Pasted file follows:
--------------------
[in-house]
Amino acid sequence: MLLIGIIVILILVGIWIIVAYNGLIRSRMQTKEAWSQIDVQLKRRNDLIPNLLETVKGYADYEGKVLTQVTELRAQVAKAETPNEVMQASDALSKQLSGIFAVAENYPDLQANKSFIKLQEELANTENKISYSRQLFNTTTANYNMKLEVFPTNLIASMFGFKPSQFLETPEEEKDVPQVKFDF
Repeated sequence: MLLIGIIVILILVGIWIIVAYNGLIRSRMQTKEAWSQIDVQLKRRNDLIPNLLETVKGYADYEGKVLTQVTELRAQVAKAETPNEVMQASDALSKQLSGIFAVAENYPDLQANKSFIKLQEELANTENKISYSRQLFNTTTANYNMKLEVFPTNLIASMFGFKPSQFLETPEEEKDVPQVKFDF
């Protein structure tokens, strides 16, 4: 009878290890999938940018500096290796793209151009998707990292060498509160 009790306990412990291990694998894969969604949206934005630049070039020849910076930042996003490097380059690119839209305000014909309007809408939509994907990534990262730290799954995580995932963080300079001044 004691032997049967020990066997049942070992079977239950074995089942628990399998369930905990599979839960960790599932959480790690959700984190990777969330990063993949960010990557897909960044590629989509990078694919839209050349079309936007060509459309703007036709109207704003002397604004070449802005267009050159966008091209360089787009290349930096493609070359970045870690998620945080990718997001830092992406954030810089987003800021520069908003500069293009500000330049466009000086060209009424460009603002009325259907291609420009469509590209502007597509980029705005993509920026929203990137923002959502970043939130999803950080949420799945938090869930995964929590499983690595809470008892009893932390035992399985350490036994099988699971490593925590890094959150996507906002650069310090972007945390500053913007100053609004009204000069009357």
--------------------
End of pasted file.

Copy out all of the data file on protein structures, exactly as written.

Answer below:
[in-house]
Amino acid sequence: MLLIGIIVILILVGIWIIVAYNGLIRSRMQTKEAWSQIDVQLKRRNDLIPNLLETVKGYADYEGKVLTQVTELRAQVAKAETPNEVMQASDALSKQLSGIFAVAENYPDLQANKSFIKLQEELANTENKISYSRQLFNTTTANYNMKLEVFPTNLIASMFGFKPSQFLETPEEEKDVPQVKFDF
Repeated sequence: MLLIGIIVILILVGIWIIVAYNGLIRSRMQTKEAWSQIDVQLKRRNDLIPNLLETVKGYADYEGKVLTQVTELRAQVAKAETPNEVMQASDALSKQLSGIFAVAENYPDLQANKSFIKLQEELANTENKISYSRQLFNTTTANYNMKLEVFPTNLIASMFGFKPSQFLETPEEEKDVPQVKFDF
């Protein structure tokens, strides 16, 4: 009878290890999938940018500096290796793209151009998707990292060498509160 009790306990412990291990694998894969969604949206934005630049070039020849910076930042996003490097380059690119839209305000014909309007809408939509994907990534990262730290799954995580995932963080300079001044 004691032997049967020990066997049942070992079977239950074995089942628990399998369930905990599979839960960790599932959480790690959700984190990777969330990063993949960010990557897909960044590629989509990078694919839209050349079309936007060509459309703007036709109207704003002397604004070449802005267009050159966008091209360089787009290349930096493609070359970045870690998620945080990718997001830092992406954030810089987003800021520069908003500069293009500000330049466009000086060209009424460009603002009325259907291609420009469509590209502007597509980029705005993509920026929203990137923002959502970043939130999803950080949420799945938090869930995964929590499983690595809470008892009893932390035992399985350490036994099988699971490593925590890094959150996507906002650069310090972007945390500053913007100053609004009204000069009357």